Looking south: the highway from Yericho (Jericho) to Yerushalayim (Jerusalem.) This is the road that was sung about in mournful tones by Naomi Shemer in her song, "Jerusalem of Gold," written before the Six Day War, when Jews were still banned from travelling on this road:
How the cisterns have dried The market-place is empty
And no one frequents
the Temple Mount In the Old City.
And in the caves in the mountain Winds are howling
And no one descends to
the Dead Sea By way of Jericho.
Today, it's a modern highway. A second set of lanes has been opened this month, and now it's a full four-lane highway. At the bottom, we hang a right, going south, at what is the lowest traffic circle on the face of the earth at 400 meters below sea level, and pass by Qumron.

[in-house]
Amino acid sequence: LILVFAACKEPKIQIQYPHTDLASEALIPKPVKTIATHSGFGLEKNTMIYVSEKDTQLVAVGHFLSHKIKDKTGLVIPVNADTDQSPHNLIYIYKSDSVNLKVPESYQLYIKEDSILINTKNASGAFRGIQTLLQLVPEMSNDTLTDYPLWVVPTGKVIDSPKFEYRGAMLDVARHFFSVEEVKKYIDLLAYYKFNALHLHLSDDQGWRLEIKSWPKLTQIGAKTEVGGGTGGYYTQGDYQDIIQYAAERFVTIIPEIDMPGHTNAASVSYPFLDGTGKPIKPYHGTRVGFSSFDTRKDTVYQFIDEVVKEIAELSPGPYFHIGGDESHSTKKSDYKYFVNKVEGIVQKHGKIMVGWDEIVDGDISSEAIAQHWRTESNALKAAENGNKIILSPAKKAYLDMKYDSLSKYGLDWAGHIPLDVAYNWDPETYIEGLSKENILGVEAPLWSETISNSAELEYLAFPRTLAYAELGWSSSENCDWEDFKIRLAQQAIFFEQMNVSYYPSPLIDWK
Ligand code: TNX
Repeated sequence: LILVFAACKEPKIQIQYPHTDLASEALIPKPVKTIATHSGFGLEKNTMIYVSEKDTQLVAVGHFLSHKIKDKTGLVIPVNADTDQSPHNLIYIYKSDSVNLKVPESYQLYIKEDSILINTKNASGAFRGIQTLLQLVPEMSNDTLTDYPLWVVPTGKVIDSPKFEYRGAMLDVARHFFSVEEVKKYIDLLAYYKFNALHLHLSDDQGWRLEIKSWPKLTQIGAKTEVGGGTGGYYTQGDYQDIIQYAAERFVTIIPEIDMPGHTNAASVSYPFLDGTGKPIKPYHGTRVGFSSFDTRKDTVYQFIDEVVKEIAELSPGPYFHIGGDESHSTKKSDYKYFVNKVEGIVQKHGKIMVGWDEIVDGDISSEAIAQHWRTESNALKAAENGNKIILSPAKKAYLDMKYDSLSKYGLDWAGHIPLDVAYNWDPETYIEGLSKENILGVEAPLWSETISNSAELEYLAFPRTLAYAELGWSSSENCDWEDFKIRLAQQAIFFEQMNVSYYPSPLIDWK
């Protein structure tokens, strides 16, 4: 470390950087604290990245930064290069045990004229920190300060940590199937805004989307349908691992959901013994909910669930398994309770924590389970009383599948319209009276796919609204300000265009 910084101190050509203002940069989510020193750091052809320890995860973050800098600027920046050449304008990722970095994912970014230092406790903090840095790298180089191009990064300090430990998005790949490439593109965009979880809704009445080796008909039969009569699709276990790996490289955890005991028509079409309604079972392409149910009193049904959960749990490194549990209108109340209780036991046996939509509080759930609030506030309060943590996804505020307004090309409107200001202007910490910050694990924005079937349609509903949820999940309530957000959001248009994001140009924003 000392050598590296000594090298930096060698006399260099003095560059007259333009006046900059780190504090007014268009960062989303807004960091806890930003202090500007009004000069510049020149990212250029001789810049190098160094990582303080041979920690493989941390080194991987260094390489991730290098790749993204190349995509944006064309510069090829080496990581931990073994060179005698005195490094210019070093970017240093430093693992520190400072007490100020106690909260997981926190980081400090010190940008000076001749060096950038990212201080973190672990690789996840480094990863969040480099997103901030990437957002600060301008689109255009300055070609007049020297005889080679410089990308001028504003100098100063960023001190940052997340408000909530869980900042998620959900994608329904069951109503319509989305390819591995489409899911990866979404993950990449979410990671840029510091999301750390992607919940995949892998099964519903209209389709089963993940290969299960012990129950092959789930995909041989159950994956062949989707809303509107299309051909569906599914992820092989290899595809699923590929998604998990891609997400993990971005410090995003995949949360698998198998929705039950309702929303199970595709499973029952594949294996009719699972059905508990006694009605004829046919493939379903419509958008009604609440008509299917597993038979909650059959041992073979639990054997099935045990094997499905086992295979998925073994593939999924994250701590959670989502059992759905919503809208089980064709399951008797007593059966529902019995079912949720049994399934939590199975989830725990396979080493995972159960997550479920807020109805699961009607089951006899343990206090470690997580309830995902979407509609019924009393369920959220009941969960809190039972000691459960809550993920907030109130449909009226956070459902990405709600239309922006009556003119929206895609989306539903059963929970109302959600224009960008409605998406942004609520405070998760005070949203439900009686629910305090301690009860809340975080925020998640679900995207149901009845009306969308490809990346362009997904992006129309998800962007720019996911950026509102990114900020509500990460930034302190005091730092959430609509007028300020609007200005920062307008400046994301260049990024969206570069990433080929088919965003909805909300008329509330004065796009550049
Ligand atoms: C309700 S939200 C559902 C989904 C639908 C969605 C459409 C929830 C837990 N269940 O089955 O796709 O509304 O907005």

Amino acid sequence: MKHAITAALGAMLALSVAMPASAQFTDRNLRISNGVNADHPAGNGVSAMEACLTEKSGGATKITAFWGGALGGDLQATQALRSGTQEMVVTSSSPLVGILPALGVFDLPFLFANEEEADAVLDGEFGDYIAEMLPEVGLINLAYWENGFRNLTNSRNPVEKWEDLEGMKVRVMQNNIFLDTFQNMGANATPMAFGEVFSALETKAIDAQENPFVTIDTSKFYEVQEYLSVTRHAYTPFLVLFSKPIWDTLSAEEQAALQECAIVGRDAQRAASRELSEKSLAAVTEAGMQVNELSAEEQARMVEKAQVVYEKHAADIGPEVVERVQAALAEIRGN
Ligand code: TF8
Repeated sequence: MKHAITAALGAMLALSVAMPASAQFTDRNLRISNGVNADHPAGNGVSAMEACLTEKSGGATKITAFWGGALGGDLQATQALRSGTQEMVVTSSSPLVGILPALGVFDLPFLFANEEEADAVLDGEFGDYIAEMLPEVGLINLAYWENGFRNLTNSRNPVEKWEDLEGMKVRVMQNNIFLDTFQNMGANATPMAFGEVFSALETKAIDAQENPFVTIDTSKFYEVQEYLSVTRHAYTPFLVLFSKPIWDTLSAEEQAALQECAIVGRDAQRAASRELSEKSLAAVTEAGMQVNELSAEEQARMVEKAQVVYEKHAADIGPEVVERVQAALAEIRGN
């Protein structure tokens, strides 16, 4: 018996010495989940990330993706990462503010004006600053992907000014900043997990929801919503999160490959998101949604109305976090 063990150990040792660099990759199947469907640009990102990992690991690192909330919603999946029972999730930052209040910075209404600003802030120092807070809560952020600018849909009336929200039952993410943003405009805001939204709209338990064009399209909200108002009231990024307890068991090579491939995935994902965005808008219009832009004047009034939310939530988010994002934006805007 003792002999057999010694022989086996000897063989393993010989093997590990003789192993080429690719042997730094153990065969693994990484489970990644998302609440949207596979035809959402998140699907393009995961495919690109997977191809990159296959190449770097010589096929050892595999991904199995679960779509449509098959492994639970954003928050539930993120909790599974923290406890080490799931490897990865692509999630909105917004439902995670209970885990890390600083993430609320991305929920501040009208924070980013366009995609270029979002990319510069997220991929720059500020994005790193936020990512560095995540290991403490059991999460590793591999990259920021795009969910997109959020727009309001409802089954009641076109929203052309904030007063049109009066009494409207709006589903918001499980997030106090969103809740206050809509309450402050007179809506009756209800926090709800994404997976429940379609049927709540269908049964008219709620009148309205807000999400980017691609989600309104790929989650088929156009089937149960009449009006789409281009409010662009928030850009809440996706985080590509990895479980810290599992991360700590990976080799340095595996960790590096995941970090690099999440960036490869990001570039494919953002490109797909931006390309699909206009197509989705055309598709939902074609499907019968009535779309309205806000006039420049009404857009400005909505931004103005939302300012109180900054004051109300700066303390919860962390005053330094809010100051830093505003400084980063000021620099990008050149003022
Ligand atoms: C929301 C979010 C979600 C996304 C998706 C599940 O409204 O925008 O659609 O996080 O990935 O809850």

You can spot some of the caves in the cliffs at Qumron.
The ruins of the city of Qumron itself is on top of the lower, lighter-colored cliffs.
Eventually, we reach the Ein Gedi nature reserve, and enjoy views of some of the wildlife.
At 400 meters below sea level, this is the lowest Ibex on the face of the Earth.
Ein Gedi (the Gedi Spring) is fed by a natural underground aquifer. During the rainy season, when it really starts coming down, the spring water is augmented by flash floods which carry away cars, boulders, and hikers.